The New York Times – John Lennon

December 1980

John Lennon, who was widely regarded as the most thoughtful and outspoken of the four Beatles during their peak of popularity during the 1960’s, dropped out of the music business, to devote his attention to his newly-born son, Sean, and to his wife, Yoko Ono. Then in November 1980, he reentered the pop mainstream with the introduction of a new album, “Double Fantasy,” which, Lennon said at the time, was an extension of his family life, as the songs were direct celebrations of enduring love and the pleasures of home and hearth.

On December 8, 1980 at around 5 p.m., John and Yoko left their apartment in the historic Dakota on Central Park West in New York City to go to their recording studio to supervise the transfer of some of the “Double Fantasy” album numbers to singles. David Geffen, their record producer and friend, said that more than 700,000 copies of the album had already been sold up to that time.

As they were leaving the Dakota, they were approached by several people who were seeking autographs. Among them was a man who would be later identified as Mark David Chapman. John Lennon scribbled an autograph on the cover of “Double Fantasy” for Chapman.

The Lennons spent several hours at the studio on West 44th Street, returning to the Dakota at about 10:50 p.m. They exited their limousine on the 72nd Street curb even though a car could have driven through the entrance and into the courtyard.

Three witnesses–a doorman at the entrance, an elevator operator and a cab driver who had just dropped off a passenger–saw Mark David Chapman standing in the shadows just inside the arch.

As the Lennons walked by, Chapman called, “Mr. Lennon.” Then he dropped into “a combat stance” and fired four pistol shots. According to the autopsy, two shots struck John Lennon in the left side of his back and two in his left shoulder. All four caused internal damage and bleeding.

According to police, Lennon staggered up six steps to the room at the end of the entrance used by the concierge, said, “I’m shot,” then fell down.

The first policemen at the scene were Officers Steve Spire and Peter Cullen, who were in the patrol car at 72nd Street and Broadway when they heard a report of shots fired at the Dakota. The officers found Chapman standing “very calmly” where he had been.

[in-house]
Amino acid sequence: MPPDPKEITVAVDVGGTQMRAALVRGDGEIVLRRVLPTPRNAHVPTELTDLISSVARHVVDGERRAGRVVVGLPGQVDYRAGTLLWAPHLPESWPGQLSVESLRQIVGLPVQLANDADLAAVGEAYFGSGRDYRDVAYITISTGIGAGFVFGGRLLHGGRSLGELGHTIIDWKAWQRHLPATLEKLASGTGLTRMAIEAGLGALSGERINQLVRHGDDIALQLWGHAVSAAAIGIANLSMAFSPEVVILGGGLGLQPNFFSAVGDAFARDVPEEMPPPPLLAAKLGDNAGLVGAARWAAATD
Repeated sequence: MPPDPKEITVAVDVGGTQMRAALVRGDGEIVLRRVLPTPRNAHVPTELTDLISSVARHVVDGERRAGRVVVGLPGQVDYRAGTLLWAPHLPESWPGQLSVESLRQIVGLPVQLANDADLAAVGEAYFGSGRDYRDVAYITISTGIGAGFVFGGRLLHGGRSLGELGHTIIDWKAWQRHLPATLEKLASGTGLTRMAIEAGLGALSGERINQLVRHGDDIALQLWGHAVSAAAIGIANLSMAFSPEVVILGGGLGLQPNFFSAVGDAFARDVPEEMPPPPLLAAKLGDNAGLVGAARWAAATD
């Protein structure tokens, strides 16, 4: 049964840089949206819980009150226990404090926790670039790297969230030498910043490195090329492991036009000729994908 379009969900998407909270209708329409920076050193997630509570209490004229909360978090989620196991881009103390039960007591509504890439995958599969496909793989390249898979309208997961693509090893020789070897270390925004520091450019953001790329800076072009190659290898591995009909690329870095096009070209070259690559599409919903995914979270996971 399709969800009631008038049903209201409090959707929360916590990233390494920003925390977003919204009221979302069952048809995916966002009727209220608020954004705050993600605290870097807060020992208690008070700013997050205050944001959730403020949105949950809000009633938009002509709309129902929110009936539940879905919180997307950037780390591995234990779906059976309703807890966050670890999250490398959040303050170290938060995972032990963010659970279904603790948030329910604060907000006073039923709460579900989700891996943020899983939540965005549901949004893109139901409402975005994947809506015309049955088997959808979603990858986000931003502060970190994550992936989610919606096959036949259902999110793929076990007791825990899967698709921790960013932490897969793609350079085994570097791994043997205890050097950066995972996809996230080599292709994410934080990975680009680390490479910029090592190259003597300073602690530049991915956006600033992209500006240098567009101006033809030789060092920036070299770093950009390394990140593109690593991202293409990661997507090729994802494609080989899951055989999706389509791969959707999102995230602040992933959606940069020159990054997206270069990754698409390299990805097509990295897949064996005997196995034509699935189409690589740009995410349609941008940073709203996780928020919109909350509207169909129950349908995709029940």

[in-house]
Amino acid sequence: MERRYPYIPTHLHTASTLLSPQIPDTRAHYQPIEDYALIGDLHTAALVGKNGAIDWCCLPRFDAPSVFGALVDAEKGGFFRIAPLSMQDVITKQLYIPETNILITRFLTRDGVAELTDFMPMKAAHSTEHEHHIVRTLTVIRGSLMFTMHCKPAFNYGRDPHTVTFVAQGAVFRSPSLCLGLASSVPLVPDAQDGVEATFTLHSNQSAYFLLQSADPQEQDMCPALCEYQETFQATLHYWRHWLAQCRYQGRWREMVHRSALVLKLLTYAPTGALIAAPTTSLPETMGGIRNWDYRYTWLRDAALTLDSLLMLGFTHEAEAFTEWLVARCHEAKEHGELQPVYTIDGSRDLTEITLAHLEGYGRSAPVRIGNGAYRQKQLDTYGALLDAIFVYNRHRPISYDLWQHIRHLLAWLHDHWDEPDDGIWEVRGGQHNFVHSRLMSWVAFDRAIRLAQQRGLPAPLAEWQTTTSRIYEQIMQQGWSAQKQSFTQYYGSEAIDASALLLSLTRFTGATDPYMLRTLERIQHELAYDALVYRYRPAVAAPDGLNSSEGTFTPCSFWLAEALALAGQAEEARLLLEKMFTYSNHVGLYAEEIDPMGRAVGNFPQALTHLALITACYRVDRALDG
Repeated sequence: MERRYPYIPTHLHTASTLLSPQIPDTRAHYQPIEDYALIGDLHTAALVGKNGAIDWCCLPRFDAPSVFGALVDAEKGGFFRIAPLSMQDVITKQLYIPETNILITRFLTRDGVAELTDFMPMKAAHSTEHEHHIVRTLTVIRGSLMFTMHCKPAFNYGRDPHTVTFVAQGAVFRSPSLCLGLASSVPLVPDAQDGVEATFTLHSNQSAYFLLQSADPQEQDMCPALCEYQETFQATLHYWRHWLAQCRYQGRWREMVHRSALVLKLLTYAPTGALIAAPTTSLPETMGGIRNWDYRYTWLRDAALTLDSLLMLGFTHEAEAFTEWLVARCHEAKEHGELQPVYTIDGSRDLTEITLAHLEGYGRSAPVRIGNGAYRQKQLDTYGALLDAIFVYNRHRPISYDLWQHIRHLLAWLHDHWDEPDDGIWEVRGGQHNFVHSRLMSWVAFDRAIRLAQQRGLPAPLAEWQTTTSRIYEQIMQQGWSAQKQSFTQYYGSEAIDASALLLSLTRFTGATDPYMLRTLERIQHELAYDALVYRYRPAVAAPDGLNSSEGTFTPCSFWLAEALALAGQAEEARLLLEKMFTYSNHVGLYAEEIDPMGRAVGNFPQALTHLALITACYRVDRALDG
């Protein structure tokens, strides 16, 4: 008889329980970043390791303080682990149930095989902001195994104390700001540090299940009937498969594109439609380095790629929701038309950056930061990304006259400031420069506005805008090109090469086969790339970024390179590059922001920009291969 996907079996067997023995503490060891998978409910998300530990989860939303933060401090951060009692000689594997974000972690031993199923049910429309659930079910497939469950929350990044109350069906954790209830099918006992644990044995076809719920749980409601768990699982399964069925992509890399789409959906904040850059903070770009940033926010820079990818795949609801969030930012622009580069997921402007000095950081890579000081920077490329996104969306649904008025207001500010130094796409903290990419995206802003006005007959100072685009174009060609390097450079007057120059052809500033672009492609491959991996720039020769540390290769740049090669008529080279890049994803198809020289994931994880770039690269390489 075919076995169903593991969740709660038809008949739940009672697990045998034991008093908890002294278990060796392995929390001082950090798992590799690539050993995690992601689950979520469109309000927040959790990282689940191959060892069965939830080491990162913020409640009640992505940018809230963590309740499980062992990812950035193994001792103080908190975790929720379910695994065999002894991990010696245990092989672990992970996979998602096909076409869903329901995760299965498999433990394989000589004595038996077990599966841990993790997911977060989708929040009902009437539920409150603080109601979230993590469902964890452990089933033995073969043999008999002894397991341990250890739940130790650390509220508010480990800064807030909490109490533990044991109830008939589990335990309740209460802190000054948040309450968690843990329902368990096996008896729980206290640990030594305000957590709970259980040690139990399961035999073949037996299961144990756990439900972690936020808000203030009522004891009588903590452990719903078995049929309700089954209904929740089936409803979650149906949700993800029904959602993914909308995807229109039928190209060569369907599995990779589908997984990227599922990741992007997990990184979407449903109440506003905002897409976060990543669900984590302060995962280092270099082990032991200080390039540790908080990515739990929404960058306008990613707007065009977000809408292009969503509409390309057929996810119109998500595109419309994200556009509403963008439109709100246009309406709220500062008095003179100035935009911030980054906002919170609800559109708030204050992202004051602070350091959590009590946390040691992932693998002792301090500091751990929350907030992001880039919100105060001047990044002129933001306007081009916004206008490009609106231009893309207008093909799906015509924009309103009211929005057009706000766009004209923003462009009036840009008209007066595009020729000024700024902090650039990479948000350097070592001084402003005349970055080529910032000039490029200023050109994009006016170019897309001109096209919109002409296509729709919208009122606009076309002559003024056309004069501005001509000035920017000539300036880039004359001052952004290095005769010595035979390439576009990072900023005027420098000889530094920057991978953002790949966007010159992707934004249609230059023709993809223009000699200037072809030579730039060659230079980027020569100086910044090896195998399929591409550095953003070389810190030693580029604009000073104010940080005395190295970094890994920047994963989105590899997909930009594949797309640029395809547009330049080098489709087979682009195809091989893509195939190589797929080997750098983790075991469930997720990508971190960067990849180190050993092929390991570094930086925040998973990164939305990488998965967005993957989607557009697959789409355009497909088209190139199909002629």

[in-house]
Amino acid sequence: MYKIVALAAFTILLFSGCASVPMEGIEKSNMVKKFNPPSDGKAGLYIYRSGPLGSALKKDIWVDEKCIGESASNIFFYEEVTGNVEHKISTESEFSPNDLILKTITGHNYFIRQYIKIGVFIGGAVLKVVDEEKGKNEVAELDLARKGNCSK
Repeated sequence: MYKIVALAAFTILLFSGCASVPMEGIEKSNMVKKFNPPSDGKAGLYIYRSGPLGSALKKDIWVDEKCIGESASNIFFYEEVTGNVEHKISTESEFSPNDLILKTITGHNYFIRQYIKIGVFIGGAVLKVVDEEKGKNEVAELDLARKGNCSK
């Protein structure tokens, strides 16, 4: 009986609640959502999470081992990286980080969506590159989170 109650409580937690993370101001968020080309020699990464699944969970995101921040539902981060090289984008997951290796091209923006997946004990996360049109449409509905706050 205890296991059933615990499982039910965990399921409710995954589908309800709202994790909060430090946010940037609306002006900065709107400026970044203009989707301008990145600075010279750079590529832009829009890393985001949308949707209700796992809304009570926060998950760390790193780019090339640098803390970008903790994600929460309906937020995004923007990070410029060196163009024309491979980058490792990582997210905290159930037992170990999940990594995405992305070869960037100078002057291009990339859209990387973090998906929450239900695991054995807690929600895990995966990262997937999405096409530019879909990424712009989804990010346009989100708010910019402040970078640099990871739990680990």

The police said he had dropped the revolver after firing it, and said Chapman had a paperback book, J.D. Salinger’s “The Catcher in the Rye,” and a cassette recorder with 14 hours of Beatles tapes.

The second police team at the Dakota, Officers Bill Gamble and James Moran, took Lennon to Roosevelt Hospital. Officer Moran said they stretched Lennon out on the back seat and that the singer was “moaning.” He said he asked, “Are you John Lennon?” and that Lennon had moaned, “Yeah.”

Dr. Stephen Lyman of Roosevelt Hospital said Lennon was dead when the policemen arrived with him. He was pronounced dead at 11:15 p.m. Dr. Elliott M. Gross, the Chief Medical Examiner, said after the autopsy that Lennon had died of shock and loss of blood and that no one could have lived more than a few minutes with such injuries.

Yoko Ono, crying “Tell me it’s not true,” was taken to Roosevelt Hospital and led away in shock after she learned her husband was dead. David Geffen later issued a statement in her behalf: “John loved and prayed for the human race. Please do the same for him.”

Within minutes of the first broadcasts of the news of the shooting, people began to gather at Roosevelt Hospital and in front of the Dakota, reciting prayers, singing Lennon’s songs and burning candles.

On December 14, all around the world, people paused to stand alone or come together in silence, heeding a plea from Yoko Ono that they take 10 minutes to remember the former Beatle.

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